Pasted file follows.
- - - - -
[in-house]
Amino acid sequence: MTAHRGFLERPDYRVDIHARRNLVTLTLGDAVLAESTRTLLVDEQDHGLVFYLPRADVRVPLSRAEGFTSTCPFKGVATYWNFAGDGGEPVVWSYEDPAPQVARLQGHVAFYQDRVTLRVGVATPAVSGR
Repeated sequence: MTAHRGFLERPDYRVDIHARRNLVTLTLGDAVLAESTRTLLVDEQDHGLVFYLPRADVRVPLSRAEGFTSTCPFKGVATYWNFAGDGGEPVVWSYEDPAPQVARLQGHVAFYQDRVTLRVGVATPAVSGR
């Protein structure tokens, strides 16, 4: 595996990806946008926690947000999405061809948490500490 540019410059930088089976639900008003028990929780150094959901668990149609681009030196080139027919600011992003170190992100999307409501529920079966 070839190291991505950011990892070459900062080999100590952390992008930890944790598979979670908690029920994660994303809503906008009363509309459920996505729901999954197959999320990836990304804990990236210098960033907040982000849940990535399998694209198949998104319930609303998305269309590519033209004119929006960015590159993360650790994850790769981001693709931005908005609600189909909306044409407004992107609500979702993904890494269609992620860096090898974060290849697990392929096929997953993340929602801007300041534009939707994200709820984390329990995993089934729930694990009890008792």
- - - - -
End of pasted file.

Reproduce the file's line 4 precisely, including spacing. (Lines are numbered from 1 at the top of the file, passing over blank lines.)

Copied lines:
């Protein structure tokens, strides 16, 4: 595996990806946008926690947000999405061809948490500490 540019410059930088089976639900008003028990929780150094959901668990149609681009030196080139027919600011992003170190992100999307409501529920079966 070839190291991505950011990892070459900062080999100590952390992008930890944790598979979670908690029920994660994303809503906008009363509309459920996505729901999954197959999320990836990304804990990236210098960033907040982000849940990535399998694209198949998104319930609303998305269309590519033209004119929006960015590159993360650790994850790769981001693709931005908005609600189909909306044409407004992107609500979702993904890494269609992620860096090898974060290849697990392929096929997953993340929602801007300041534009939707994200709820984390329990995993089934729930694990009890008792």